The special investigative cell in the Ministry of Justice continued investigations into crimes committed during the post-election crisis. The absence of a prosecutorial strategy and lack of proactive efforts to reach pro-Gbagbo victims—many of whom remain too afraid of reprisals to bring complaints—hampered progress toward impartial justice. The government’s decision in September to assign more judges and prosecutors to the special cell was positive, but the continued lack of concrete action fuels concerns about the political will to prosecute pro-Ouattara forces.

On October 2, the first trial for post-election crimes opened in a military court against four officers from pro-Gbagbo forces, including the former head of the Republican Guard, Brunot Dogbo Blé, who was sentenced to 15 years for kidnapping, illegal detention, and murder. Ivorian justice officials indicated that trials in civilian courts, including against high-level officials like former First Lady Simone Gbagbo, would begin in late November.

International Criminal Court

On November 29, 2011, the Ivorian government surrendered Laurent Gbagbo to the ICC, where he was charged as an indirect co-perpetrator with four counts of crimes against humanity. On November 2, the court ruled that Gbagbo was fit to stand trial, following a closed hearing in late September on the issue.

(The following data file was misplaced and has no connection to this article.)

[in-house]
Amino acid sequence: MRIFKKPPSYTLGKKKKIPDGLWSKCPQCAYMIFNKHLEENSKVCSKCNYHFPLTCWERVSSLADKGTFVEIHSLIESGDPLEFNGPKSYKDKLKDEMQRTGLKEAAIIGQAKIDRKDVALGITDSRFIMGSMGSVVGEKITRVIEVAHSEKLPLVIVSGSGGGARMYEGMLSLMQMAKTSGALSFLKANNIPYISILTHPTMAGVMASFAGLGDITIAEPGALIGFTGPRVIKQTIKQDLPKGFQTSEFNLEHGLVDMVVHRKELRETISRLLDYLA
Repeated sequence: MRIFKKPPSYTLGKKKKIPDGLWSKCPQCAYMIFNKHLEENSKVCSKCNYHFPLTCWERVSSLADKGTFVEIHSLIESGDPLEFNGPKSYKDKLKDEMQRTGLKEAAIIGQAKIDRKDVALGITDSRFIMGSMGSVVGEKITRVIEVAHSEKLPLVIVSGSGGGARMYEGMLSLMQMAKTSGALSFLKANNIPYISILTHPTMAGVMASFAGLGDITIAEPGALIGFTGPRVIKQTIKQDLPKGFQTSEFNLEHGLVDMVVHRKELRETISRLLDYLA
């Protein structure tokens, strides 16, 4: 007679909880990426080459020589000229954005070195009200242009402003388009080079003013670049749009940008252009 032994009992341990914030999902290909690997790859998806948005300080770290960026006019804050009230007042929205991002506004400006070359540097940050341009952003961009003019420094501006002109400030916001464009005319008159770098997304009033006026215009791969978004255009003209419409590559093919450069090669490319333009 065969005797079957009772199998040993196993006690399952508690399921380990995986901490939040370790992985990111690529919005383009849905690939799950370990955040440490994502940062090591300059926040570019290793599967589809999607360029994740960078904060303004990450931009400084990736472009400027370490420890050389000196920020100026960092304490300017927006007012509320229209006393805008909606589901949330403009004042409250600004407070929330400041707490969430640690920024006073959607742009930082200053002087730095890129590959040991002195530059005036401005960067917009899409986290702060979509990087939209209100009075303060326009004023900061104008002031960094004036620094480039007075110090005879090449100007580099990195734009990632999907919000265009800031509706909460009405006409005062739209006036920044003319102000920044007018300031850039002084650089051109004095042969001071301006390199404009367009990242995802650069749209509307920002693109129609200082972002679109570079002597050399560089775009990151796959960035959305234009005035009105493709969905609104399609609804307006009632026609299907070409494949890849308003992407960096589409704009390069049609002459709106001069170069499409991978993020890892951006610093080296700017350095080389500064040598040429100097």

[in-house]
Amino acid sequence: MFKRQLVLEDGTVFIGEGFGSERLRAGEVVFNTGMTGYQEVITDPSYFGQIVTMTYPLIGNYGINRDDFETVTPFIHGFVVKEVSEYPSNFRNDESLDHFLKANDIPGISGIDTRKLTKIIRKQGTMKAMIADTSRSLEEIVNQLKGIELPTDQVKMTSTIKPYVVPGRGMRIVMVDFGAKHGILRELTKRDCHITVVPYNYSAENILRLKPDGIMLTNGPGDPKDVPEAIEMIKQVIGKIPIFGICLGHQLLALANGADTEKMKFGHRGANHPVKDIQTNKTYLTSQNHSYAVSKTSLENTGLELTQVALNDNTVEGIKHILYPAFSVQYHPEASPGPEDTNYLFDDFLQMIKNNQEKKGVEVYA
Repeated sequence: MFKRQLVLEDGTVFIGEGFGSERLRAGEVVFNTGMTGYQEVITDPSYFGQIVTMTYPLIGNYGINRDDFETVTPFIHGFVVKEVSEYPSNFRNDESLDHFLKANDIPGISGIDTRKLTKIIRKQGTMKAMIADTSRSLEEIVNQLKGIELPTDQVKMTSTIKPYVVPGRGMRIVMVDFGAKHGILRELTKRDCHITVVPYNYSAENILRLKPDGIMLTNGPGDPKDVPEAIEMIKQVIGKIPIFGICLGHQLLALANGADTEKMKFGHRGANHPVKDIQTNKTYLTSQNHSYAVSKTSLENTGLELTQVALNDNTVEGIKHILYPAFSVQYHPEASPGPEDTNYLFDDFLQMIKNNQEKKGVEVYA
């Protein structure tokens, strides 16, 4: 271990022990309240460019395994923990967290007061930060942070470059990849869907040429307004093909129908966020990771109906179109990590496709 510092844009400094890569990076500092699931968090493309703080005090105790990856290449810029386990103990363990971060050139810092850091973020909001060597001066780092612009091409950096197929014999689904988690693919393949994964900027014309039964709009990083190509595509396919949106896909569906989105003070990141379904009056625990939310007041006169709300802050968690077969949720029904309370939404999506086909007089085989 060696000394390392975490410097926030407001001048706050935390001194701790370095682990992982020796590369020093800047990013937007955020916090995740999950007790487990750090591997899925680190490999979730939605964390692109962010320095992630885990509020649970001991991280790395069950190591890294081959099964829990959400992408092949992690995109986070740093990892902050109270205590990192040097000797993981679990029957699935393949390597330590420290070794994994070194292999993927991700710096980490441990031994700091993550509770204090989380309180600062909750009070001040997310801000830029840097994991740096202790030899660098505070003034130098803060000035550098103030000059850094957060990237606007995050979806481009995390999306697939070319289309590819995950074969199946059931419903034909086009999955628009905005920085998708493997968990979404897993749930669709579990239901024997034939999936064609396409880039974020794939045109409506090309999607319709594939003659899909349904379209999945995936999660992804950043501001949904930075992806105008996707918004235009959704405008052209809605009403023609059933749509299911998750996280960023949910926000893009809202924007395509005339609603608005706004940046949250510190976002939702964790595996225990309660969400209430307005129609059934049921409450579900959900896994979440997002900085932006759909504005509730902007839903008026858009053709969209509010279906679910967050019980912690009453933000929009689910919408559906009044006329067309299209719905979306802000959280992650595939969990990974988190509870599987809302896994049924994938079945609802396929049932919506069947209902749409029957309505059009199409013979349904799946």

On November 22, the ICC unsealed an arrest warrant against Simone Gbagbo and asked Ivorian authorities to surrender her to the court. Diplomats and civil society had previously voiced concern over whether the Ivorian government would cooperate with the ICC in executing additional arrest warrants, as the government increasingly asserted that it could handle all cases going forward. Many perceived this as an effort by the Ouattara government to protect its military commanders from potential prosecution for their own serious crimes between 2002 and 2011.

The office of the prosecutor continued to stress that additional investigations were ongoing, including against pro-Ouattara forces. However, frustration grew among Ivorian civil society and human rights groups over the ICC’s significant delay in issuing an arrest warrant against someone from the Ouattara side, reinforcing the problem of one-sided justice within Côte d’Ivoire.

Reestablishing Rule of Law

In December 2011, legislative elections took place for the first time in 11 years, and the new National Assembly sat for its first session on April 24. For the first time in nine years, state authority—including judges, customs officials, and other civil servants—was restored throughout northern Côte d’Ivoire. The Ivorian government also made significant progress in rehabilitating courthouses and prisons, many of which were seriously damaged during the conflict. However, the judiciary’s lack of independence remained a concern.